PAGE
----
Efforts to dry the bedding failed and it was returned to the prison, the convicts being warned not to use it. However, they disregarded the orders and as a consequence, it was believed, scurvy broke out, causing seven of the nine deaths recorded.

On arrival in Sydney on 6th May 1814 after a voyage of 149 days many of the convicts required hospital treatment and were very badly affected by scurvy.

Fourteen days later the ‘Three Bees’ caught fire at her anchorage near Government wharf in Sydney Cove. The fire rapidly got out of control and a degree of panic ensued among the residents of Sydney when rumour magnified the thirty casks of gunpowder aboard to 130. It was feared that an explosion would cause untold damage to the town and its occupants, especially as all her guns were loaded. The crew had no chance of fighting the flames so cast her adrift in the hope that she would drift on the wind out of the harbour. The first of her guns went off at about 5.30, followed quickly by the remaining fourteen as the ship slowly gyrated scattering cannon fire in all directions. Luckily nobody was injured but one ball smashed in a window of the resident Naval Officer’s residence and damaged his writing desk. By 7.30 the ‘Three Bees’ had drifted onto rocks where her magazine exploded. She burnt throughout the night and by morning nothing remained above the waterline. Fortunately the convicts had been disembarked before the fire took hold.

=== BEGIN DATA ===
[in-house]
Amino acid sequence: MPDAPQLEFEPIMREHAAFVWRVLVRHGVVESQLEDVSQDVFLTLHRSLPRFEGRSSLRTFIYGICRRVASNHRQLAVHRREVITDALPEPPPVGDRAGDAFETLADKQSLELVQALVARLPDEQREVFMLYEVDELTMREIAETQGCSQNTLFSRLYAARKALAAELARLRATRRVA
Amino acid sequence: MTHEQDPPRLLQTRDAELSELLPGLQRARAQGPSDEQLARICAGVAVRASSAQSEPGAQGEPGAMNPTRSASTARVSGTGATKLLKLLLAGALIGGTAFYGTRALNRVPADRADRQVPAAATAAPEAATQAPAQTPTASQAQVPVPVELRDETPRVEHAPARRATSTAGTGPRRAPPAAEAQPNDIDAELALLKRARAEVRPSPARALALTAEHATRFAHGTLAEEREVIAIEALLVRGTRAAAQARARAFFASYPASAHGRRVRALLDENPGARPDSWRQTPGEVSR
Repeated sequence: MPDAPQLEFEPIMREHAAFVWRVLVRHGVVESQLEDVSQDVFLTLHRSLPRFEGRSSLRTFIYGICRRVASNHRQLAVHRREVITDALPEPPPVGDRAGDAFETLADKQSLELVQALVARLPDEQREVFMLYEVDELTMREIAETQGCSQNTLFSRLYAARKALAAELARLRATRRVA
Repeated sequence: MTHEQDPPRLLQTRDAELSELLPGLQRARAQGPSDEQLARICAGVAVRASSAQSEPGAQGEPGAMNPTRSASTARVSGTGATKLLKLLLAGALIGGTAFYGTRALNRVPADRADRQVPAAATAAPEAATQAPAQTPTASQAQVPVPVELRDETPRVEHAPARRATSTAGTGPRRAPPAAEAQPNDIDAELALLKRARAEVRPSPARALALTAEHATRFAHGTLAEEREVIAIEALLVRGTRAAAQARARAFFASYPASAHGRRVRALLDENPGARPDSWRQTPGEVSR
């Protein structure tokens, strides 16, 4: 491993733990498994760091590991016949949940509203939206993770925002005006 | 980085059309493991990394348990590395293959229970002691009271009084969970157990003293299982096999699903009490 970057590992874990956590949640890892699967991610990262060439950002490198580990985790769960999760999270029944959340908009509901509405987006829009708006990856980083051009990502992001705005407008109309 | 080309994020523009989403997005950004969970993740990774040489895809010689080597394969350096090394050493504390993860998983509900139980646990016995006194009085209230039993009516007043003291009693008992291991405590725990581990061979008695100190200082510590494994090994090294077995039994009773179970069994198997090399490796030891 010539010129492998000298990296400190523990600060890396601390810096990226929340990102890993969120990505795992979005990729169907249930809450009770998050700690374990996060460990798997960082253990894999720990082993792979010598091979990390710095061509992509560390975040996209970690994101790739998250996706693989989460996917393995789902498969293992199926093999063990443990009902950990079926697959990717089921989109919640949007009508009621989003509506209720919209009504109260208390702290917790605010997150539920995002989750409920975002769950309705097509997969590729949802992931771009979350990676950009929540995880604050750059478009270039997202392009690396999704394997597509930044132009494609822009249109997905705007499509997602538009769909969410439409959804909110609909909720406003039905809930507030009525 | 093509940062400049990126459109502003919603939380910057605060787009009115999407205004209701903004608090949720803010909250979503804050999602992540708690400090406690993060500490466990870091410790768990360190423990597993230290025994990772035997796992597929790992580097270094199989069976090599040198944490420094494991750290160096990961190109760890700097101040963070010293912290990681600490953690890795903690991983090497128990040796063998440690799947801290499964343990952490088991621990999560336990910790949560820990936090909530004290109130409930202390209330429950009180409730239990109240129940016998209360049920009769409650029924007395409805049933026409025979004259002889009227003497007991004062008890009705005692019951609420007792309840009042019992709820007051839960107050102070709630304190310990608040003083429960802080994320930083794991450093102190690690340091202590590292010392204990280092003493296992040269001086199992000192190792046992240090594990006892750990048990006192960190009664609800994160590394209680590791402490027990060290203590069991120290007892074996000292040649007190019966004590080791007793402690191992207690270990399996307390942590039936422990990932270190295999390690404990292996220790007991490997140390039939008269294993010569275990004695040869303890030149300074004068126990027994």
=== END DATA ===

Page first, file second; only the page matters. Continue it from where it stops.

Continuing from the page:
CATHERINE AHERN had also been convicted at County Kerry Assizes to seven years transportation just two weeks before TIMOTHY. She was described as a ‘Country Worker’ age 20, but her crime(s) are at present unknown. She was twenty years of age and it was over a year before she embarked on a transport ship, bearing by coincidence her own name ‘Catherine’.

In the year preceding the ship’s departure from Falmouth, in company with the ‘Three Bees’ on 8th December 1813, there is little doubt that Catherine suffered the extreme hardship of confinement in a county or other gaol and a voyage from Ireland to Falmouth to join the ‘Catherine’. The transportation of female convicts was unpopular with ship’s masters who generally found their charges foul of language and temper. Illicit liaisons with members of the guards and crew were almost impossible to control.